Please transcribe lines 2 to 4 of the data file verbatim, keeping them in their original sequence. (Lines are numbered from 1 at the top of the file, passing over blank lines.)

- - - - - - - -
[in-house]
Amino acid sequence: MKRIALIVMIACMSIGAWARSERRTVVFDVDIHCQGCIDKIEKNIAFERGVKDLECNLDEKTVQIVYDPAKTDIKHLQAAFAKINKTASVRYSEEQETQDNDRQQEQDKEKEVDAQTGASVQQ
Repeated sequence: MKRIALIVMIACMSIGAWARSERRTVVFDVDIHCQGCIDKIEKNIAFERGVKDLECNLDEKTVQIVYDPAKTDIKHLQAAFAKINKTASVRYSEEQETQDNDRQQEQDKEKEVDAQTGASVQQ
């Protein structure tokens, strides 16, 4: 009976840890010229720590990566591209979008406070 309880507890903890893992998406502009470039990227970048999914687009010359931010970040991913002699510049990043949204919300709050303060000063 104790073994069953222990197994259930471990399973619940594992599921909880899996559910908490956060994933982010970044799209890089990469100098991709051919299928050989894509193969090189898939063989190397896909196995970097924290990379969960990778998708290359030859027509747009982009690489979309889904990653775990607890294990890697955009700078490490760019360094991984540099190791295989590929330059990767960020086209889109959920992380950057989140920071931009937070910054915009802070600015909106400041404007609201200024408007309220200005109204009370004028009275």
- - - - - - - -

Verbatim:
Amino acid sequence: MKRIALIVMIACMSIGAWARSERRTVVFDVDIHCQGCIDKIEKNIAFERGVKDLECNLDEKTVQIVYDPAKTDIKHLQAAFAKINKTASVRYSEEQETQDNDRQQEQDKEKEVDAQTGASVQQ
Repeated sequence: MKRIALIVMIACMSIGAWARSERRTVVFDVDIHCQGCIDKIEKNIAFERGVKDLECNLDEKTVQIVYDPAKTDIKHLQAAFAKINKTASVRYSEEQETQDNDRQQEQDKEKEVDAQTGASVQQ
């Protein structure tokens, strides 16, 4: 009976840890010229720590990566591209979008406070 309880507890903890893992998406502009470039990227970048999914687009010359931010970040991913002699510049990043949204919300709050303060000063 104790073994069953222990197994259930471990399973619940594992599921909880899996559910908490956060994933982010970044799209890089990469100098991709051919299928050989894509193969090189898939063989190397896909196995970097924290990379969960990778998708290359030859027509747009982009690489979309889904990653775990607890294990890697955009700078490490760019360094991984540099190791295989590929330059990767960020086209889109959920992380950057989140920071931009937070910054915009802070600015909106400041404007609201200024408007309220200005109204009370004028009275």